On Monday, President Obama unveiled details of the cornerstone of his climate plan: Limits on carbon-dioxide emissions from the nation’s fleet of existing power plants. The rules are likely to be the biggest step toward the president’s goal of cutting U.S. greenhouse-gas emissions 17 percent by 2020. The rules are already taking heat from the fossil-fuel industry and Republicans in Congress, despite having the support of a majority of Americans. So what’s all the hullabaloo about, exactly? Here’s what you need to know:
Why regulate carbon-dioxide emissions from power plants?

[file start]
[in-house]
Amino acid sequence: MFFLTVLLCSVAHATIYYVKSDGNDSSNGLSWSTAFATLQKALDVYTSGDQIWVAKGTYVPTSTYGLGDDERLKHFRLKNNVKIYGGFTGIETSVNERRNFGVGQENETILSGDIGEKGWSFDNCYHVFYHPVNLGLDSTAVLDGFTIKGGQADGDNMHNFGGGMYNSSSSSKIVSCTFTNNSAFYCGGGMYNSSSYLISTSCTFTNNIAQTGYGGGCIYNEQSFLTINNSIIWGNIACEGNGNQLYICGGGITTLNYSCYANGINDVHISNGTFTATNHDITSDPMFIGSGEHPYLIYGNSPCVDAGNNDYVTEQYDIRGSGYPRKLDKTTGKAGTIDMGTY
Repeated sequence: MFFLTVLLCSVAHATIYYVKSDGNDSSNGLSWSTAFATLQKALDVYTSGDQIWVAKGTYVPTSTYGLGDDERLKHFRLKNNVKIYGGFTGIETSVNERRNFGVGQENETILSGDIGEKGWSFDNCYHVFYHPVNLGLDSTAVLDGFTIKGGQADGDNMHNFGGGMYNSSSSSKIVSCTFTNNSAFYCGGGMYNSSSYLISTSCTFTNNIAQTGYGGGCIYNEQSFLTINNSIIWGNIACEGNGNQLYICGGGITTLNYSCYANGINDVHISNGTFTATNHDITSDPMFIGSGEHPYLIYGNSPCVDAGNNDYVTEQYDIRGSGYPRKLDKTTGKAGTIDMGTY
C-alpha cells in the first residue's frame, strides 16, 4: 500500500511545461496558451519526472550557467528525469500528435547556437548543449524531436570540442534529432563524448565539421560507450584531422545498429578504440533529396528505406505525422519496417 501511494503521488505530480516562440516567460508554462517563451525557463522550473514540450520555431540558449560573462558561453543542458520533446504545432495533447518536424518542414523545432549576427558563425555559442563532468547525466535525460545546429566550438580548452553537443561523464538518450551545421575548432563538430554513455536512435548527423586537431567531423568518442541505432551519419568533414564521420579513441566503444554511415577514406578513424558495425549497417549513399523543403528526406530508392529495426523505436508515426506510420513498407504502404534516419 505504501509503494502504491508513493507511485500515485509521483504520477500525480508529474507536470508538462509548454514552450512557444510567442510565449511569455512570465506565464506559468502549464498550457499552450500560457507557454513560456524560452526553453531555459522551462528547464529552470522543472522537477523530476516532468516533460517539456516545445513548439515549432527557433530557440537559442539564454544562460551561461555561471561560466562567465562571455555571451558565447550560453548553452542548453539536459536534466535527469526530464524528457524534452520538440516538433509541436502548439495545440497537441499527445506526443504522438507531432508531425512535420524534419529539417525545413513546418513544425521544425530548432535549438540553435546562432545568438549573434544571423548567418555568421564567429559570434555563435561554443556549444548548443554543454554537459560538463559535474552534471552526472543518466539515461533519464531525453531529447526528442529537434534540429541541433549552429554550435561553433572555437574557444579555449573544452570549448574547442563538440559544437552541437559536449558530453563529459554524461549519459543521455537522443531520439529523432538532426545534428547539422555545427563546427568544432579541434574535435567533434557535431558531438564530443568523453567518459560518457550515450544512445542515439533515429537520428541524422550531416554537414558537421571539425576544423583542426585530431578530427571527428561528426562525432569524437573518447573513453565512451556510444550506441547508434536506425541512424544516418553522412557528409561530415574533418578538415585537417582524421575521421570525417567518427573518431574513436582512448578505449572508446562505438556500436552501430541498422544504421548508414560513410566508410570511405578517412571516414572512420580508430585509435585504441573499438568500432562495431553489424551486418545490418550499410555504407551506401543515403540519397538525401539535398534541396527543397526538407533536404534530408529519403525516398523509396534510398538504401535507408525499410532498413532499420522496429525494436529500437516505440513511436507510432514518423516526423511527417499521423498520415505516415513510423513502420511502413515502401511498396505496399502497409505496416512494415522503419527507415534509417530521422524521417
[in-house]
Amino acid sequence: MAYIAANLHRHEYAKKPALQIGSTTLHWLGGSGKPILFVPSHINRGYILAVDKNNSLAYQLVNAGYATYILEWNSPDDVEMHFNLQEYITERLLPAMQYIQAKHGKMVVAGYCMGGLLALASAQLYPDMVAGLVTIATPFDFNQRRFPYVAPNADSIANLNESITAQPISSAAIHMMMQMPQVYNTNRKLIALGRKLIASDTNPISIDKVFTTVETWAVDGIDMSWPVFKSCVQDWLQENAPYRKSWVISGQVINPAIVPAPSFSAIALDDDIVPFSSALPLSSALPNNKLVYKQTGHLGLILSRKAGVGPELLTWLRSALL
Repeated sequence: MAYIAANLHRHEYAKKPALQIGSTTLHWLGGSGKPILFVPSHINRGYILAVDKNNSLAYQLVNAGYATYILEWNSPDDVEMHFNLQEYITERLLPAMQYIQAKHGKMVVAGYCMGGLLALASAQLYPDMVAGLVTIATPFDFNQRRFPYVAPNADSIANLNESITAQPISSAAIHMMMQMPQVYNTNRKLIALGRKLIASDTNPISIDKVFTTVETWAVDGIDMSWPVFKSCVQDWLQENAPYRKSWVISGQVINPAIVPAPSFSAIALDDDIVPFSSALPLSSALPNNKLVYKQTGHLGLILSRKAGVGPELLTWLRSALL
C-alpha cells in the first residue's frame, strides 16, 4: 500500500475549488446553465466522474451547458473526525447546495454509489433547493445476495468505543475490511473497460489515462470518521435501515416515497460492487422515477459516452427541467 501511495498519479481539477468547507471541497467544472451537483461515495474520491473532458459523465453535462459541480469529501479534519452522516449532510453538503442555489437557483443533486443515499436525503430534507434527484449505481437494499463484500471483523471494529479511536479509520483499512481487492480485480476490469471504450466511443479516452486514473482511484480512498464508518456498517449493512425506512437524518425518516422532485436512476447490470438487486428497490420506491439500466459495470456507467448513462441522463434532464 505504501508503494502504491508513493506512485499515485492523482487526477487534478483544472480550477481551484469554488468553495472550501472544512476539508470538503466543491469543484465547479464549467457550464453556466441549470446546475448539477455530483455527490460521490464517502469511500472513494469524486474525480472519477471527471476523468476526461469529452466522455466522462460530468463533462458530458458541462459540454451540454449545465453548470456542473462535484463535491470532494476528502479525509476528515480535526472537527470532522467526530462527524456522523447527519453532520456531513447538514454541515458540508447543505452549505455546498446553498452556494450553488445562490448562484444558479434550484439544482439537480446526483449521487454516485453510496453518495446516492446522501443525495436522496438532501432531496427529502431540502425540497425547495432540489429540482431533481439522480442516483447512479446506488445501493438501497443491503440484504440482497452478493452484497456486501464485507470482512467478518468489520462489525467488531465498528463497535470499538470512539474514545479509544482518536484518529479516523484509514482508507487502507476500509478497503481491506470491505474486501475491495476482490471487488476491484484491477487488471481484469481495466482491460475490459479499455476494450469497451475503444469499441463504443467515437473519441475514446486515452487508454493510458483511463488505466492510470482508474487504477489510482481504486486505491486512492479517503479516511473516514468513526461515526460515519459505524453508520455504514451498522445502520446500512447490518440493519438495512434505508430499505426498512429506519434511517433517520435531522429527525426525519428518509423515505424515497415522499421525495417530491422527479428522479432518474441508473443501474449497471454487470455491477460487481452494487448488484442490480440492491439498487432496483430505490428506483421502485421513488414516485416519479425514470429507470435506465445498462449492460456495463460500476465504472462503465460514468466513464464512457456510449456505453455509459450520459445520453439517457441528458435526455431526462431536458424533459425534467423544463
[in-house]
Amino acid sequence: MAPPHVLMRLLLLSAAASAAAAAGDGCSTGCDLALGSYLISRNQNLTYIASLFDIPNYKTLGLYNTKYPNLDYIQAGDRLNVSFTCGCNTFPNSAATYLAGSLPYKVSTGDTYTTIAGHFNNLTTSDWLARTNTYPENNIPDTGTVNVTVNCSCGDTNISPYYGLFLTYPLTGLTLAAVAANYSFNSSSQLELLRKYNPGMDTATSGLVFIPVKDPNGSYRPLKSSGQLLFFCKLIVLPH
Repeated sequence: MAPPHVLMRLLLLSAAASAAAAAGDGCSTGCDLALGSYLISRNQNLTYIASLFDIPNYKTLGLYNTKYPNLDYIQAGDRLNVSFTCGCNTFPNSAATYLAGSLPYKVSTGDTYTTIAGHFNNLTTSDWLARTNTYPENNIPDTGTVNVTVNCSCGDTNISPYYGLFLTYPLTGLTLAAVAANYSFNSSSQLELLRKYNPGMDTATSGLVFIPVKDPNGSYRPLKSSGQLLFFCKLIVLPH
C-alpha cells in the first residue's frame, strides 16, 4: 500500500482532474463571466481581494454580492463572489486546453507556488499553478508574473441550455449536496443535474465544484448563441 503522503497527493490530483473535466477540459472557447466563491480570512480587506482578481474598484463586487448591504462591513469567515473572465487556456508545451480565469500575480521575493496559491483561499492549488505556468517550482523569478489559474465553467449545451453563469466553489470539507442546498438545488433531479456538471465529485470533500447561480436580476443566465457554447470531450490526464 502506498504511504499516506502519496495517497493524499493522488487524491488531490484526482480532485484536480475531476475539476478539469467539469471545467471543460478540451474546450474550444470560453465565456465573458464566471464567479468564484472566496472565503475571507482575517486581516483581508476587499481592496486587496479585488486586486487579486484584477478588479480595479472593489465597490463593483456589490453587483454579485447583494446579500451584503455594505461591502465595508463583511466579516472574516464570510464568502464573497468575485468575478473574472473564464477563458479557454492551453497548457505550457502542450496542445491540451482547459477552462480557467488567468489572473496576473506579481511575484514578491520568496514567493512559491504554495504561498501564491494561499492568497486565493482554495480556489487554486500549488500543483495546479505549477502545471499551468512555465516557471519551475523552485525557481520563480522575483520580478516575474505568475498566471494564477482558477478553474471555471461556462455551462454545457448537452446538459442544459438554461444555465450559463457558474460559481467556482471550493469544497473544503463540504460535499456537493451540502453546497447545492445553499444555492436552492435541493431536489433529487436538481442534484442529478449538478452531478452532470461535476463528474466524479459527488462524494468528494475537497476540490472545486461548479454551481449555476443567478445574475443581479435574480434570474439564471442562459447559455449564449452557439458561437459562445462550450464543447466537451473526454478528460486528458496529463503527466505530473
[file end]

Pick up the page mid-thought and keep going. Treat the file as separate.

By now it’s well established that carbon dioxide from human activities is the single biggest driver of climate change. The news this month that severe glacial melting in Antarctica has already nearly guaranteed up to 10 feet of global sea level rise was just the latest reminder of the dire need to slash our carbon pollution. Power plants and vehicles are the two biggest sources of this pollution in the United States, accounting for about 38 and 31 percent of carbon emissions, respectively. The Obama administration has already taken aim at motor vehicles; it placed new emissions limits on cars in 2009 and ordered them forheavy-duty trucks this year. But there are currently no restrictions—at all—on how much carbon pollution the nation’s existing fleet of power plants can produce.